- The Washington Times - Saturday, April 6, 2002

The Bush administration's growing flirtation with protectionism is fast becoming an ugly affair. After the administration scorned U.S. trading partners with an increase in steel duties, the White House slapped Canadian wood exports with another wayward tariff increase. Adding insult to injury, the U.S. International Trade Commission voted this week against America's year-old attempt to apply anti-dumping duties on Canadian tomatoes. The administration is clearly falling astray of its professed commitment to free trade.

The White House recently hit Canadian soft lumber exporters with a U.S. tariff of 35 percent, which is scheduled to become effective next month, in response to what they said was Canada's unfair dumping of its products in U.S. markets. But the administration's argument was severely undermined this week when Weyerhaeuser, a U.S. lumber company which also owns a Canadian timber concern, charged that the U.S. measure is unfounded and said it will likely challenge it. "The notion that you would dump in the [U.S.] market where you are active defies reason," said Dave Larsen, a Weyerhaeuser spokesman, adding "You risk trying to be rational in this situation and there is no rational explanation." And in trying to protect U.S. wood producers, the administration has failed to consider U.S. reliance on Canadian lumber.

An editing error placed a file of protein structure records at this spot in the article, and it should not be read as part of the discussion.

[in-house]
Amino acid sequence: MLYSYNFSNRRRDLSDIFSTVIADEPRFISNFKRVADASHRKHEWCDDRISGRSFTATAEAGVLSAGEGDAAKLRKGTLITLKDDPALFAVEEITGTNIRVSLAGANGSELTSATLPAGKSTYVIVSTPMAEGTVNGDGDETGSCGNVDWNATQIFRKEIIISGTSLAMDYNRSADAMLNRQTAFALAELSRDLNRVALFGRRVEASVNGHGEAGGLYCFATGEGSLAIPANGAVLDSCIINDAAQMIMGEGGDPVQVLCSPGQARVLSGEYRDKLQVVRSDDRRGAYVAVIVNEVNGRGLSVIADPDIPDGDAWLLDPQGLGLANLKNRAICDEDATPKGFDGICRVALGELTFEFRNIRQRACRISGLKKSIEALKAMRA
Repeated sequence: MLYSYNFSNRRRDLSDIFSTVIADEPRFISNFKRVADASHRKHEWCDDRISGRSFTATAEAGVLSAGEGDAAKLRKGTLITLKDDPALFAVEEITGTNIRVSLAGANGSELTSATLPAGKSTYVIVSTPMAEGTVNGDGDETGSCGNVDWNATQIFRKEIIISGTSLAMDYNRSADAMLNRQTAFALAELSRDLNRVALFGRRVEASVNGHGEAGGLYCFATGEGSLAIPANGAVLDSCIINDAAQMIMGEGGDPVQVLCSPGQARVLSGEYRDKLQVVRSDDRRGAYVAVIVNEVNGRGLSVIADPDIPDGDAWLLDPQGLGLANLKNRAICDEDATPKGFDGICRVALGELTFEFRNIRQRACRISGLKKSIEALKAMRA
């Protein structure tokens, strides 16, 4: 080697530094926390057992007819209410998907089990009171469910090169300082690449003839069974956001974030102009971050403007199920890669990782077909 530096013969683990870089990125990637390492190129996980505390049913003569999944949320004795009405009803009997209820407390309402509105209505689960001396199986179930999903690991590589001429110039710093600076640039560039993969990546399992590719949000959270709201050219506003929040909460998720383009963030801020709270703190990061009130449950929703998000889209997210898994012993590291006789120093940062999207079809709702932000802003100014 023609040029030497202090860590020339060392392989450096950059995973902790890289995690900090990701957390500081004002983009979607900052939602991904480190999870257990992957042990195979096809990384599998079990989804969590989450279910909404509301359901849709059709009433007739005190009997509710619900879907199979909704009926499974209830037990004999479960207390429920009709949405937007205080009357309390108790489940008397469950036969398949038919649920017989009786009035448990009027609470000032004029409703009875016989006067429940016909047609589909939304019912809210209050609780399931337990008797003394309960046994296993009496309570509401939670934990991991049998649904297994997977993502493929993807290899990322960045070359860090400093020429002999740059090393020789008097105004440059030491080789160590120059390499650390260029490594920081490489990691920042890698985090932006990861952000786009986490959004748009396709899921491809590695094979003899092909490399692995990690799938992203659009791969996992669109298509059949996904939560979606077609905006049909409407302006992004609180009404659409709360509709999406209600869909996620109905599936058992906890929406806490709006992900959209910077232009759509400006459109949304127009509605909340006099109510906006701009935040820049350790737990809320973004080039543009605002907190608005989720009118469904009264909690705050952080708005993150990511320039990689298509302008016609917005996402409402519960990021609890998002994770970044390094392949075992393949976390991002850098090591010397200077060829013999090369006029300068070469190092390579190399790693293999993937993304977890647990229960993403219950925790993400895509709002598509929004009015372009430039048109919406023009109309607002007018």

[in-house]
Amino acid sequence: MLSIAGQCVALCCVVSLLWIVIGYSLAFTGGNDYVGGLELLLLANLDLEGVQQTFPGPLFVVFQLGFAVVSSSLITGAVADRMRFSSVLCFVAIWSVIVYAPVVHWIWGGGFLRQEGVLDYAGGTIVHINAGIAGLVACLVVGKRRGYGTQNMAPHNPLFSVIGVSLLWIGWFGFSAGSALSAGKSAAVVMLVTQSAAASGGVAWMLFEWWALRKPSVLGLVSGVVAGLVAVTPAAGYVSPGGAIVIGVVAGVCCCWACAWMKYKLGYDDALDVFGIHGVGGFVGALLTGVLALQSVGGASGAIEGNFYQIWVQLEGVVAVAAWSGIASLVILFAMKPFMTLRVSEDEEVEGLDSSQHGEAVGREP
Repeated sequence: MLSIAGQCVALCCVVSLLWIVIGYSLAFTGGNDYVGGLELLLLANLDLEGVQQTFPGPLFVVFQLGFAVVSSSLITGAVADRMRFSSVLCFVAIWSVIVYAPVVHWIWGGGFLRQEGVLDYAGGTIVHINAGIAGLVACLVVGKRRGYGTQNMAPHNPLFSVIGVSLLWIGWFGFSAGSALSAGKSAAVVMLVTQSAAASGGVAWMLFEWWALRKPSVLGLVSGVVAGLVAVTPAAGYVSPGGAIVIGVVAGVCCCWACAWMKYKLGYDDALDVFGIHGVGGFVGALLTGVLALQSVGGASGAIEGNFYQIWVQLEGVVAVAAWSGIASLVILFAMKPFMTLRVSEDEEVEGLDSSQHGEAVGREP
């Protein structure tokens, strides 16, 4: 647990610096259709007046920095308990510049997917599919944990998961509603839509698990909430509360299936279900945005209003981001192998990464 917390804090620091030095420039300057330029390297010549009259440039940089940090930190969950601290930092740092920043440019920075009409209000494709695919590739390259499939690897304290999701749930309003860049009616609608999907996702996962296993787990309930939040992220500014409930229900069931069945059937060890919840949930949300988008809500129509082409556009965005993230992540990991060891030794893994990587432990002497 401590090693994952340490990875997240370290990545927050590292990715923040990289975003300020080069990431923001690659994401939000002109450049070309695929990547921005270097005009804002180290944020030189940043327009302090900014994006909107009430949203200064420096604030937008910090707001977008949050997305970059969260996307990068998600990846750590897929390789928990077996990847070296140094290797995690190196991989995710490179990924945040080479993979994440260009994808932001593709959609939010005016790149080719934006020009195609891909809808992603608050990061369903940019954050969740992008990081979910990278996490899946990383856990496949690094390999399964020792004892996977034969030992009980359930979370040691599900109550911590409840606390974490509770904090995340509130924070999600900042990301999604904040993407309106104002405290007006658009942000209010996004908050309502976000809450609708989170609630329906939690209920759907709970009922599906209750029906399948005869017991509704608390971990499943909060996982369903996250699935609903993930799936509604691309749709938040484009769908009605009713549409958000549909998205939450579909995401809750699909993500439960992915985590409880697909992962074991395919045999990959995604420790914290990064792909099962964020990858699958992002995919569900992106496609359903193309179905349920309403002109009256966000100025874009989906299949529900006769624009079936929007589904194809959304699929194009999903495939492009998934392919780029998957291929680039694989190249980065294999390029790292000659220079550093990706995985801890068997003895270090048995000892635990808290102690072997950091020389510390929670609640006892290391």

Surprisingly, there has long been much ado about lumber in trade circles. When NAFTA was signed in 1994, soft wood was kept out of free-trade items, since the industry was so competitive even then. Eight years later, the Bush administration is still trying to protect U.S. soft wood producers.

This week, the administration was also chagrined by a U.S. trade agency's ruling on Canadian tomatoes. The U.S. International Trade Commission, an independent agency, voted on Tuesday that greenhouse tomatoes from Canada aren't hurting U.S. tomato growers. The Commerce Department had earlier found that Canadian producers were selling the tomatoes in the United States well below production cost. A week earlier, Canada had demonstrated how infectious protectionist posturing can be, and levied duties of as much as 71 percent on more than $100 million worth of U.S. tomatoes.

It is a shame the administration hasn't controlled its impulses to raise tariffs. Its forays into steel and lumber industry protection are a detriment to America's global image on trade. If the White House doesn't quickly change course, it could indelibly mar its reputation.

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